* Modern asphalt uses technology developed by NASA to produce some of the ingredients
    * Ballistic parachutes for aircraft emergency landings (has already saved over 200 lives)
    * Emulsified zero-valent iron used to clean up contaminated sites.

    And don't forget the technology that we all use that requires space technology, including:
    * GPS
    * Modern communications infrastructure
    * Weather satellites that help predict storms, including hurricanes
    * Earth observing satellites that help understand changes to the planet and current events, such as volcanoes and forest fires

    I could go on, but I think I've made my point. The technology that comes from the space program is invaluable, some of it life saving, much of it widely used. If we never went there, think of all the technology we now take for granted that would not exist.
  • croxiscroxis I am the walrus
    I also refer you to here negative nanny: [url]http://wtfnasa.com/[/url]
  • StingrayStingray Elite Ranger
    What did you do to this thread??? :(

    Someone surely forgot to take his Prozac. You guys need to grow a little sense of humor, I guess that died with Neil Armstrong. RIP.
  • StingrayStingray Elite Ranger
    Kidding aside, the truth about the space program is that NASA is staffed with engineers who have to continuously invent new tools, materials and ways of doing things that haven't been done before because they are working on the cutting edge of progress.

    So the list of benefits is endless. Humanity owes a lot of gratitude to the space program and it's a shame it doesn't get the funding it deserves.
  • ShadowDancerShadowDancer When I say, "Why aye, gadgie," in my heart I say, "Och aye, laddie." London, UK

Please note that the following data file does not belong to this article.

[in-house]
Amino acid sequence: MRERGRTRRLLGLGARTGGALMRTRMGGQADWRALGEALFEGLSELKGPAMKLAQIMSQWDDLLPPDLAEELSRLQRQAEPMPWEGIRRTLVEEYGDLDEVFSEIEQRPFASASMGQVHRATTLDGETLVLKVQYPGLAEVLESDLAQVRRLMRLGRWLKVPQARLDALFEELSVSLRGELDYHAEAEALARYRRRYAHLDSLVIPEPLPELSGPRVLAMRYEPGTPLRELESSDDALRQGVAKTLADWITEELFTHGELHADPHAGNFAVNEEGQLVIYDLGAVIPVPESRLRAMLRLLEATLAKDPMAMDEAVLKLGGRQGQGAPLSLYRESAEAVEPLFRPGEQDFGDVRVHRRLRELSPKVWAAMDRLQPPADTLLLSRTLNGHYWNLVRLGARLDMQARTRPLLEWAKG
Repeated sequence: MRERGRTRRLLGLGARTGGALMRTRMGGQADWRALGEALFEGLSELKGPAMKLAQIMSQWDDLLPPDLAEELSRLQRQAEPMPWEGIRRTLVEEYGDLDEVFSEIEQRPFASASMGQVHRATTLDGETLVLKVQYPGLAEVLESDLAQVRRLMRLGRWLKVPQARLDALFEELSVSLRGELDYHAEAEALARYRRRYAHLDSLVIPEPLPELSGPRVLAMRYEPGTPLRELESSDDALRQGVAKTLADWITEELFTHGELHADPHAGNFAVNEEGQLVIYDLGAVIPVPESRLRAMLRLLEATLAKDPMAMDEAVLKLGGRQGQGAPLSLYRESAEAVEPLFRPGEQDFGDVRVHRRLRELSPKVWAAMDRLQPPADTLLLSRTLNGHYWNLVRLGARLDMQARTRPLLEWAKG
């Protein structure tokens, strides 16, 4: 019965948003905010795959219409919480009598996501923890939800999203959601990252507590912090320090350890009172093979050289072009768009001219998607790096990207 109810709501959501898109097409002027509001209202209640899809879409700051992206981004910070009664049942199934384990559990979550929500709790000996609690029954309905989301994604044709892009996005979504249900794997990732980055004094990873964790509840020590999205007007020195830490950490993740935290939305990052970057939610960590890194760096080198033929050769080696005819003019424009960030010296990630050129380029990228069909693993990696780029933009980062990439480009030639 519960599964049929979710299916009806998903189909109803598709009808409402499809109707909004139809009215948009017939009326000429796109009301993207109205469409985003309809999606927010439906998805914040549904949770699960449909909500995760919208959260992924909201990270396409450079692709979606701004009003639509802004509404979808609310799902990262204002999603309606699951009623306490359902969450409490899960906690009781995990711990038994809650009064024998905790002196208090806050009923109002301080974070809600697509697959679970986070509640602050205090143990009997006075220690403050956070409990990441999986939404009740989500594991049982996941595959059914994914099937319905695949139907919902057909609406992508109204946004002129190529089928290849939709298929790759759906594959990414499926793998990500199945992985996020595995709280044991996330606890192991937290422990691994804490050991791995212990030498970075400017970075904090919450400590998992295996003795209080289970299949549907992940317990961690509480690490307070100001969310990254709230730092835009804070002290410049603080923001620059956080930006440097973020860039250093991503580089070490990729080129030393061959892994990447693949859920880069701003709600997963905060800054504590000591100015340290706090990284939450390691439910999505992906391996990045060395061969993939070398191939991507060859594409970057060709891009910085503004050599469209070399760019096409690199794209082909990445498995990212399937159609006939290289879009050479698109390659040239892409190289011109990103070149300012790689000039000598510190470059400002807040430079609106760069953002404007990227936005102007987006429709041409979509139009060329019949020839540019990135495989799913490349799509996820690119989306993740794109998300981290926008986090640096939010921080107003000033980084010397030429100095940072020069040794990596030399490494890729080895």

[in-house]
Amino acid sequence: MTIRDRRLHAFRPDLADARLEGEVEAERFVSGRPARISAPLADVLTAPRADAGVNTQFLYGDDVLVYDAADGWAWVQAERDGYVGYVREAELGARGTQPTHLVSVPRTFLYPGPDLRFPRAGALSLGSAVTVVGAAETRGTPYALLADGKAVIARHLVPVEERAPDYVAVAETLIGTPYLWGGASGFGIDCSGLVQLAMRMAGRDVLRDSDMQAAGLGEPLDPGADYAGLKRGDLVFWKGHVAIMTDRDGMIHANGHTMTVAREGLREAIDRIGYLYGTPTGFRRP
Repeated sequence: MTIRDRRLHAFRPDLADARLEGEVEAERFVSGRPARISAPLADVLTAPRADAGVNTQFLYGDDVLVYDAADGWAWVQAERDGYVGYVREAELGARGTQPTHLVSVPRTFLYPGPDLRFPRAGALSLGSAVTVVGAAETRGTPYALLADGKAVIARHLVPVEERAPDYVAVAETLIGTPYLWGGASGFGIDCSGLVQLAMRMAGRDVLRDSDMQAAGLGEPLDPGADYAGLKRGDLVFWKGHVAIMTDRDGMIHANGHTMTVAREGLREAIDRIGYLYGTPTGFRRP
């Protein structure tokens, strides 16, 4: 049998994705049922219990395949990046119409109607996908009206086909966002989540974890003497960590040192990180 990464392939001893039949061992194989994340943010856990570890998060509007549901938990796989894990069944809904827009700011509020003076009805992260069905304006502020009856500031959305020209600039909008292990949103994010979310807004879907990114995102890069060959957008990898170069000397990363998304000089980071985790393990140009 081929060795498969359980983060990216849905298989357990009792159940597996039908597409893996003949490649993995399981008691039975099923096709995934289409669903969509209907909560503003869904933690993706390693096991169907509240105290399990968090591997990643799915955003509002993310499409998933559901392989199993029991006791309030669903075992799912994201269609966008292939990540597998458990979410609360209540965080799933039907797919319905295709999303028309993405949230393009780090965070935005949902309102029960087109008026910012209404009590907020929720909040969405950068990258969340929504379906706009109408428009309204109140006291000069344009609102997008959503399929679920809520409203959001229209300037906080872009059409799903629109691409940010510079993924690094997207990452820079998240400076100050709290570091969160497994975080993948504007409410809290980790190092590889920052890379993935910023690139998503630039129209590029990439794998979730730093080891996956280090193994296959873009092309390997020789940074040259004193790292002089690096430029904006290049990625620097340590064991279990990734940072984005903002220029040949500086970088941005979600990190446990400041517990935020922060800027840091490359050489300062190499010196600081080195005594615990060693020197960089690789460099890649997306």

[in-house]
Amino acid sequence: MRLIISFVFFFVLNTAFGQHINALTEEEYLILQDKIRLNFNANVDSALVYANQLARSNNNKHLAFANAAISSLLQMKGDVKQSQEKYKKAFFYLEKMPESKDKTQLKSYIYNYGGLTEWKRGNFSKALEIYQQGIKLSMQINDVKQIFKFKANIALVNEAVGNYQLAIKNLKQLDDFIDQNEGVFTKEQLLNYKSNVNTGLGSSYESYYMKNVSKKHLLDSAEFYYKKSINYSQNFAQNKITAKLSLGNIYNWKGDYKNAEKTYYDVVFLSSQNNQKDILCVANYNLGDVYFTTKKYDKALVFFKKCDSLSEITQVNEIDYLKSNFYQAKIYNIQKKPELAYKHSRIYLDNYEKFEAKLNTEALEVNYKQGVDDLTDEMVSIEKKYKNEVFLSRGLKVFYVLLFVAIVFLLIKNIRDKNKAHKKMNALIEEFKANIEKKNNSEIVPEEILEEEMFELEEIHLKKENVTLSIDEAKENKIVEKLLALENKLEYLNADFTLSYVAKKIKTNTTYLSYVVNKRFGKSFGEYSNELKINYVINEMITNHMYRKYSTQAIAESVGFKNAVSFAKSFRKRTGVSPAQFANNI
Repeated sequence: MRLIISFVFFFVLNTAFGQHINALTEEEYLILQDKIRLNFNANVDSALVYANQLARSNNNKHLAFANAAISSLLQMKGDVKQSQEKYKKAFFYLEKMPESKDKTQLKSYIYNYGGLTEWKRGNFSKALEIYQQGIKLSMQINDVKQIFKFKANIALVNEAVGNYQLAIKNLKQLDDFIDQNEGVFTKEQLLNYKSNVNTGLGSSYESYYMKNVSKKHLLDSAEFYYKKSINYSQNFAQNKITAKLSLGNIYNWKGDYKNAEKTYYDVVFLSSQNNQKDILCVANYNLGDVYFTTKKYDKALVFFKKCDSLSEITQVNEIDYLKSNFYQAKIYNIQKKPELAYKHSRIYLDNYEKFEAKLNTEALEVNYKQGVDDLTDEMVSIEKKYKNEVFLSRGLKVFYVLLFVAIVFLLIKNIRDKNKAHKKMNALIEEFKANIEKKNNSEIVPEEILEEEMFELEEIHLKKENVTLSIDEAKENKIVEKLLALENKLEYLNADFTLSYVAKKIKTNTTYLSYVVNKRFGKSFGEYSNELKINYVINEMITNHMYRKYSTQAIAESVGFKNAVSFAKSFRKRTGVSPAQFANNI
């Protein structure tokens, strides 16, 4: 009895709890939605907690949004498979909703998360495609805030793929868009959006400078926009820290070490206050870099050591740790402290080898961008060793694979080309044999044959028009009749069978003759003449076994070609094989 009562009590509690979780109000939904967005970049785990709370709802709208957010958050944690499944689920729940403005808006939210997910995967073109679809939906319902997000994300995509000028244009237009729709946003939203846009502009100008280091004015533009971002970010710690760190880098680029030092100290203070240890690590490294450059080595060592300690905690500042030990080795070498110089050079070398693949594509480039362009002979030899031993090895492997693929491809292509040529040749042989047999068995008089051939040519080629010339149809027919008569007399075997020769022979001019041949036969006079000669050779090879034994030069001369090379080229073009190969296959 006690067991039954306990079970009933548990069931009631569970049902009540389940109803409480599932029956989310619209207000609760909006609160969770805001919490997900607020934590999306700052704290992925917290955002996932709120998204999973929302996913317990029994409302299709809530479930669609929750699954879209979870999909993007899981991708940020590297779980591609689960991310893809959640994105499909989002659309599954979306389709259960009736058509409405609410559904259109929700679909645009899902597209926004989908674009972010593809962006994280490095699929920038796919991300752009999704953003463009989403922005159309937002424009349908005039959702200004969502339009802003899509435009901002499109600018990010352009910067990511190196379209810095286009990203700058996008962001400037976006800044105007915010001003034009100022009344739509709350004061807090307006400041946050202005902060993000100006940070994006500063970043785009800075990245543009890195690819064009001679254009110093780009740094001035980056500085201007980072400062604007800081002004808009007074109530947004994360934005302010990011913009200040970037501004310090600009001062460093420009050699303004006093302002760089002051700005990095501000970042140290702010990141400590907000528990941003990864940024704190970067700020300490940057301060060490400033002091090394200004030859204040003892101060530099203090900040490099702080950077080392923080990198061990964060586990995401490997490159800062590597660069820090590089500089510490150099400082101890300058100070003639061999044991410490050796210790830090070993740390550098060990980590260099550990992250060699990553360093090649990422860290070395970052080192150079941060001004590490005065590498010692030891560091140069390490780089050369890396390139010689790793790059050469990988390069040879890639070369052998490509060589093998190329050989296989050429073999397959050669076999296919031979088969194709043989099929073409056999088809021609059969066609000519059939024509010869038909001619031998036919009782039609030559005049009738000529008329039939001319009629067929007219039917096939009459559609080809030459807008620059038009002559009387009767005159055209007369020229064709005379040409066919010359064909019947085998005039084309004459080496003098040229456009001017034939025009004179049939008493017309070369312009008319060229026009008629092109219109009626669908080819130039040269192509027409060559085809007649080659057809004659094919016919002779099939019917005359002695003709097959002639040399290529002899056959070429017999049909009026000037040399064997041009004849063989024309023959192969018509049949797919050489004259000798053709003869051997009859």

What annoys me the most is that NASA has developed all this talent and knowledge over the years and it is just allowed to go to waste because of politicians and their whims. The Apollo programme is a fine example, and then 35 years later Constellation comes along looking very similar but the skills are gone. And then it gets cancelled! There is absolutely zero continuity of thought!
  • Why should NASA and space exploration be justified because of economics, or how it can eventually benefit the common person's silly household toys? Why can't someone have the balls to say, oh, I don't know, we need to go to the moon again BECAUSE ITS THE FREAKING MOON AND ITS AWESOME IF PEOPLE WALK ON IT?

    Where's the sense of wonder? Why does justification always lie in economics?
  • BigglesBiggles <font color=#AAFFAA>The Man Without a Face</font>
    I recently had to explain to an engineer friend that saying "We've finished the moon" is like stopping off in Africa for a few days, never leaving the beach, and declaring the continent explored.

    [QUOTE=ShadowDancer;195776]What annoys me the most is that NASA has developed all this talent and knowledge over the years and it is just allowed to go to waste because of politicians and their whims. The Apollo programme is a fine example, and then 35 years later Constellation comes along looking very similar but the skills are gone. And then it gets cancelled! There is absolutely zero continuity of thought![/QUOTE]